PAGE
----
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Oxford jab begins 'Operation Hope' in the UK

‘Vaccine will make a huge difference’
Pollard said it was an “incredibly proud moment” to receive the vaccine the Oxford team had created
Pollard said it was an “incredibly proud moment” to receive the vaccine the Oxford team had created

Amit Roy   |   London   |   Published 05.01.21, 01:48 AM

“Operation Hope” began on Monday morning in the UK with Brian Pinker, an 82-year-old dialysis patient, the first to get the Oxford/AstraZeneca vaccine.

Pinker, a retired maintenance manager who is “Oxford born and bred”, said: “I am so pleased to be getting the Covid vaccine and really proud that it is one that was invented in Oxford.

“The nurses, doctors and staff have all been brilliant and I can now really look forward to celebrating my 48th wedding anniversary with my wife Shirley later this year.”

Sam Foster, chief nursing officer at Oxford University Hospitals NHS Foundation Trust, who administered the vaccine, said: “It was a real privilege to be able to deliver the first Oxford vaccine at the Churchill Hospital here in Oxford, just a few hundred metres from where it was developed.

“We look forward to vaccinating many more patients and health and care staff with the Oxford vaccine in the coming weeks which will make a huge difference to people living in the communities we serve and the staff who care for them in our hospitals.”

Music teacher and father-of-three Trevor Cowlett, 88, and Prof. Andrew Pollard, a paediatrician and lead investigator of the Oxford vaccine trial, were second and third to be vaccinated.

Pollard said it was an “incredibly proud moment” to receive the vaccine the Oxford team had created.

“As a paediatrician specialising in infections, I know how important it is that healthcare workers along with other priority groups are protected as soon as possible —a crucial role in defeating this terrible disease.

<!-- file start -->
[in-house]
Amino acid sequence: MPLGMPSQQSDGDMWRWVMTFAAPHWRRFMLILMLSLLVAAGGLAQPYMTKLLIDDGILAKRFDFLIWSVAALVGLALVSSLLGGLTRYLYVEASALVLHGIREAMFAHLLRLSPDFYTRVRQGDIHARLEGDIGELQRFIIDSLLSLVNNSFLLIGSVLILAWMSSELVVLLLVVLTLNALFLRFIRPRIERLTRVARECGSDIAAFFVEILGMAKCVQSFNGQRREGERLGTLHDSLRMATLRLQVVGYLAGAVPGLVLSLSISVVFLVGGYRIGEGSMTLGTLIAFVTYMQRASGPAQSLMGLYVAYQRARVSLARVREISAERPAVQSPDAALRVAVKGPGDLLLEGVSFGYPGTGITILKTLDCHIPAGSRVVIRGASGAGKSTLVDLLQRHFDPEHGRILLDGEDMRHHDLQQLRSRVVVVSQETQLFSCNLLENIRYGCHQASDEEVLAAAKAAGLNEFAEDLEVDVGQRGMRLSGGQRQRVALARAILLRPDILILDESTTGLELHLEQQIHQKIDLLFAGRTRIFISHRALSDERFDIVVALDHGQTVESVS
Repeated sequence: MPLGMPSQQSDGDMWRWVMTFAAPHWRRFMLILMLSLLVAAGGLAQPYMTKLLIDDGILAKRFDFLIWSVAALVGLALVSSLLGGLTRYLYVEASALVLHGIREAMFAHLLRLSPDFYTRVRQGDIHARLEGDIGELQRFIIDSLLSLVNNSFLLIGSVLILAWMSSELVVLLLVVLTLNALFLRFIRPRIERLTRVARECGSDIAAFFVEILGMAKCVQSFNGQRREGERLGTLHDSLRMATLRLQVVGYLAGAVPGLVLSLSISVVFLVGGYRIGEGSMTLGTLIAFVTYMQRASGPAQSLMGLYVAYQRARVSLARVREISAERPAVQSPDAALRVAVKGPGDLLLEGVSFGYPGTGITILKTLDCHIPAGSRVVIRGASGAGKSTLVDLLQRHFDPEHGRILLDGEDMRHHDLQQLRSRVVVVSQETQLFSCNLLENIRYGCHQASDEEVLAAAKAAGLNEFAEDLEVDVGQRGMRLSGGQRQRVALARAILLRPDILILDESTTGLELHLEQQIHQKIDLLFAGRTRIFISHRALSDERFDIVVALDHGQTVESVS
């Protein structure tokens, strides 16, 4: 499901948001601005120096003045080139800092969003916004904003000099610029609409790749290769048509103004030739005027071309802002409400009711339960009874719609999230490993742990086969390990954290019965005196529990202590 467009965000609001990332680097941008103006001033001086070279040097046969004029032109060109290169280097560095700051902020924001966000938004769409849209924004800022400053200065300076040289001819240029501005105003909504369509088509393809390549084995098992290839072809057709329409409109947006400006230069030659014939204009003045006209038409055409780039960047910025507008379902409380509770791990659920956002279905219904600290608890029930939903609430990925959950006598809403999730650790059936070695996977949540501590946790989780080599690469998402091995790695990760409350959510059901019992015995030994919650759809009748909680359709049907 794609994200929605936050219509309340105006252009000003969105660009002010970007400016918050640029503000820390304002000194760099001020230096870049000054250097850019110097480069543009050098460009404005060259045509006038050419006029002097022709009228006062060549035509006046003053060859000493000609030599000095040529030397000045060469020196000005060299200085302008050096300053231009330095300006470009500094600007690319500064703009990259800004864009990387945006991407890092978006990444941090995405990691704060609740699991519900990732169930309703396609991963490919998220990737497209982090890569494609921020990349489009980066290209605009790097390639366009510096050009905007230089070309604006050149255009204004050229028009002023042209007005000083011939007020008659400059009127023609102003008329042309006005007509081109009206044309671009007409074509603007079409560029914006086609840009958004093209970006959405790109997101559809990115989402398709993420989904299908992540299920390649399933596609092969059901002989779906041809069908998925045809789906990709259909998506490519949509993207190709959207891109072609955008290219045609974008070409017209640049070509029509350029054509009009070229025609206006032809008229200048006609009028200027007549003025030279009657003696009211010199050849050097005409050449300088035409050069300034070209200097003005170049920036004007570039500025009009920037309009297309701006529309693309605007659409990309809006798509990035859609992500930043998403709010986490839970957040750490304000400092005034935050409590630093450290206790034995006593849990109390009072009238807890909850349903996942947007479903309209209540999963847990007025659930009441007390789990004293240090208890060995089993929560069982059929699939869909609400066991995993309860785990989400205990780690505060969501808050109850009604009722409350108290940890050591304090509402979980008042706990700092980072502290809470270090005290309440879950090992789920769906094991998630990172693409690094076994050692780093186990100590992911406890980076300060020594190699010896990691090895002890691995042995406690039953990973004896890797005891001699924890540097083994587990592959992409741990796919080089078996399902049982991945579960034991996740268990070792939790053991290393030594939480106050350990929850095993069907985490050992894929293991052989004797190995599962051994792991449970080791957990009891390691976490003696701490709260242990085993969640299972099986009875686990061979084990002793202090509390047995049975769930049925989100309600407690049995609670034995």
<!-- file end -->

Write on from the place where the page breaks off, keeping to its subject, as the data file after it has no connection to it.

“This is a really critical moment. We are at the point of being overwhelmed by this disease. I think it gives us a bit of hope, but I think we’ve got some tough weeks ahead.”

AstraZeneca bosses have pledged to supply 2 million doses a week by mid-January but on Monday, only 530,000 were available. The government has ordered 100 million doses of the Oxford vaccine but there are questions about how quickly they can be delivered.

Prof. Stephen Powis, director of NHS England, argued the hold-up was getting the supplies through and said AstraZeneca was rapidly ramping up production. He added: “If we get two million per week, our aim is to get two million into people’s arms a week.”

Fears are also mounting that Covid vaccines could be ineffective against the South African mutation, which is said to be even more infectious than the UK one. As it is, most hospitals are close to capacity with very ill Covid patients.

Matt Hancock, the health secretary, told the BBC Radio 4 Today programme: “I’m incredibly worried about the South African variant and that’s why we took the action that we did to restrict all flights from South Africa and movement from South Africa and in fact to insist that anybody who’d been to South Africa to isolate.

“This is a very, very significant problem. In fact, I spoke to my South African opposite number over Christmas and one of the reasons they know they have a problem is because, like us, they have an excellent genomic-scientific (programme) to be able to study the details of the virus and it is even more of a problem than the UK new variant.”

On Sunday, the UK recorded more than 50,000 new confirmed Covid cases for the sixth day in a row. An additional 454 deaths within 28 days of a positive test result were reported across the UK on Sunday, meaning the total by this measure is now above 75,000.

The Prime Minister Boris Johnson has said there is “no question” the government will announce stricter measures to prevent the spread of coronavirus “in due course”. He predicted “tough, tough” weeks to come, with more than three-quarters of England’s population already under the highest – tier four – restrictions.


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